San Francisco Is the City That Knows How ... To Bust Up Drunken Revelry
|Enjoy the memories. This is done.|
Whether San Francisco can host a party is a debatable proposition. But when it comes kicking over the soundsystem, flicking on the lights, tossing the lovebirds off the couch, and shutting down the festivities, nobody competes with us. We are so very good at killing a good time.
So the news that this year's Bay to Breakers won't be the piss-and-beer-soaked Mardi Gras in running shoes that has come to embody the yearly race was no surprise -- nor was the chorus of entitled lamentation that arose on the Web.
The city's action -- and the "fun crowd's" reaction -- prompt three questions:
1. Can San Francisco actually cut the booze, floats, and nudity out of B2B?
If you'd have asked this question two years ago, I'd have thought it was impossible. But after documenting the entire 82nd airborne battalion ... sorry, the San Francisco Police Department squeeze the life out of Castro Halloween 2007, I am now quite certain law and order will carry the day. The situations are not 100 percent analogous; the SFPD's M.O. during Halloween was to discourage anyone from visiting the Castro while the Bay to Breakers will still draw huge crowds. But what I observed was more about the crowd's behavior than the massive police presence (and it will be massive, no doubt).
San Franciscans talk a good game about being rebellious and anti-authority -- but, in the end, we tend to do as we're told in situations like these. This is not 1968 and the SFPD is not the Gendarmarie; most San Franciscans will not risk arrest for the "right" to be an ass in public. Even intelligent people often tend to be swept up by crowd behavior (haven't you ever inadvertently walked dangerously out into traffic without looking because the guy next to you did?). If the prevailing mood is one of deference to the cops -- and I'm betting it will be -- most people will leave their righteous indignation for the next day's blog post.
2. How can you kill the tradition of booze-fueled mayhem at B2B?
Easy. When you've got damn near 1,000 cops at your beck and call, you can do a lot. And when you've done it once, you've established a new "tradition."
Meanwhile, let's talk about this "tradition" of inebriated hijinks so grand that many people are surprised to learn that actual serious runners (from Africa and whatnot) compete in this race. The Bay to Breakers had its inaugural run the same year the Titanic went down -- 1912. No one ran naked. Wacky traditions -- tortilla-tossing, anyone? -- were added over the years, but it's only fairly recently that the race became an all-out mobile bacchanal topped by generous doses of public urination. Vance Cardell ran the B2B back in 1985. He remembers plenty of caterpillars, silly hats, and some exhibitionism -- but no one was noticeably drunk. And no one was pissing in public, either.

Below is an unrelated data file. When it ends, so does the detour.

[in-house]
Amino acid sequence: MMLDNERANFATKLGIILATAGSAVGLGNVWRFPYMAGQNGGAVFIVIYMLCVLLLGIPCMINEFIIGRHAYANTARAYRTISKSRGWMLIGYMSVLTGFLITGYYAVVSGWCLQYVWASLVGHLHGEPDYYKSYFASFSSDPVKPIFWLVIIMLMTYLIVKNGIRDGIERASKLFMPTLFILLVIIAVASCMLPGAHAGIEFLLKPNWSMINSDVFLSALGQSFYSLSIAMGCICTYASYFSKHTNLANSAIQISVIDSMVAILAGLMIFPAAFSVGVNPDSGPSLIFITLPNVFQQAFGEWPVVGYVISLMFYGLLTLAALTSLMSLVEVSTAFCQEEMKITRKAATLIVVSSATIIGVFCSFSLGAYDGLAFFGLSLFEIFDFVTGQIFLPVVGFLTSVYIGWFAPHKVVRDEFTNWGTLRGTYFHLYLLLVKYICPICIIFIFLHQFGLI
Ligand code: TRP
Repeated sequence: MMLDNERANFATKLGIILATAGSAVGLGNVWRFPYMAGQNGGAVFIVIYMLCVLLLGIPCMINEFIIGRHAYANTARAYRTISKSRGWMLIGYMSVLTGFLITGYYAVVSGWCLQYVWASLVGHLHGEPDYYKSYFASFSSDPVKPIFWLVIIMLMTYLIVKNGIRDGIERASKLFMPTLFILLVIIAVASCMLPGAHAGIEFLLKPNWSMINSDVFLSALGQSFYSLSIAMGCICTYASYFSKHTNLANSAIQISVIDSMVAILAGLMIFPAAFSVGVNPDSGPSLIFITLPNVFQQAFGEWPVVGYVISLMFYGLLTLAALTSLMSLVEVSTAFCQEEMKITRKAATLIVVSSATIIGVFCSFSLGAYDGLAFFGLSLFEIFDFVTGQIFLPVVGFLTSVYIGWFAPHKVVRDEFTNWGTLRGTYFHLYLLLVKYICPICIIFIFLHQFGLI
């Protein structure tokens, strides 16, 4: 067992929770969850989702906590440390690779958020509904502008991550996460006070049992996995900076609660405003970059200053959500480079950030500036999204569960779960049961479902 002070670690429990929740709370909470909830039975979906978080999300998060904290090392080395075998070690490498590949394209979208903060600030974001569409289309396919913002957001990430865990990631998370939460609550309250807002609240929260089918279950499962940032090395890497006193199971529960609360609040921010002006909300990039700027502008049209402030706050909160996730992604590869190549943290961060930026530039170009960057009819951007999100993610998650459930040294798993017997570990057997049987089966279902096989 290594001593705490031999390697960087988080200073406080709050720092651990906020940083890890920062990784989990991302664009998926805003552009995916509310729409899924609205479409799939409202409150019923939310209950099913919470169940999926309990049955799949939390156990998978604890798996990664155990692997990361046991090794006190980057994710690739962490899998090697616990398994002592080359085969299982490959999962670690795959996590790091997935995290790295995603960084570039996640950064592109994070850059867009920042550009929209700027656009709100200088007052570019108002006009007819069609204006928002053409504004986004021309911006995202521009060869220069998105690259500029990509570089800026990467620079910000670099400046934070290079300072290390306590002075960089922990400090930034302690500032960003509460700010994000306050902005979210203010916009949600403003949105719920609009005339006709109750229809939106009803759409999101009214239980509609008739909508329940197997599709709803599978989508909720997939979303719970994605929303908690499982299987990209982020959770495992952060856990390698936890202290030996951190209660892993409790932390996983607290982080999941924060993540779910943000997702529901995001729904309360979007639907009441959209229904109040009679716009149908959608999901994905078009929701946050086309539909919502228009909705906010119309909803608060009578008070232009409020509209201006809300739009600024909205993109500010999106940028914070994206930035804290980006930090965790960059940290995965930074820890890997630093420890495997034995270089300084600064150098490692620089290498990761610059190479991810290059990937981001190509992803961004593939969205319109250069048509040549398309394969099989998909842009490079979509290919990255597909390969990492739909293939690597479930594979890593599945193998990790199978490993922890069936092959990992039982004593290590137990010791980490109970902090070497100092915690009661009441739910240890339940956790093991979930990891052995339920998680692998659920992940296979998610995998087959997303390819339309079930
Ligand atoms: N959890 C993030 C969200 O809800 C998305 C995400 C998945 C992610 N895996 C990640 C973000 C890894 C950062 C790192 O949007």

"These days, everyone is carrying a bottle of water. Everyone is hydrated," said Cardell, 63. "I come from the dehydrated era. Maybe we peed less."
3. Why do those goddamn NIMBYs ruin everything?
Say what you will about neighborhood NIMBYs, but they've decided to do something a lot of young, hip folks don't do. They've made a commitment to live their lives and raise their children -- yes, children! -- here in San Francisco. For most of the young and fun folks who'd marked a day of B2B debauchery on their calendar, it's a good bet they won't be living here in five-odd years. And that's not a judgement -- it's just statistics. Urbanologist Joel Kotkin calls S.F. an "adult Disneyland" where young folks basically treat the city like an extended stay hotel during their wild years before moving on with the next phase of their lives. So it's no surprise our elected leaders cater to those who've chosen to stay here for the long haul. Why try to appease a constituency that'll be living in Livermore by 2013?
Again, if you were hosting a party, you'd probably want to have the young and fun crowd over more than folks who regale you with stories about toilet training their children. But, speaking of toilet training, I can understand the frustration of having 60,000 to 110,000 out-of-towners rumble through your neighborhood and spill untold gallons of alcohol-saturated urine and vomit in every alcove (and, worst of all, feel entitled to do so). I can sympathize with the "Death of Fun" crowd. Wandering half drunk through this marvelous city of ours on a clear and cold day is one of life's true joys.
But cleaning up after 100,000 people solely focused on their good time is decidedly less stimulating.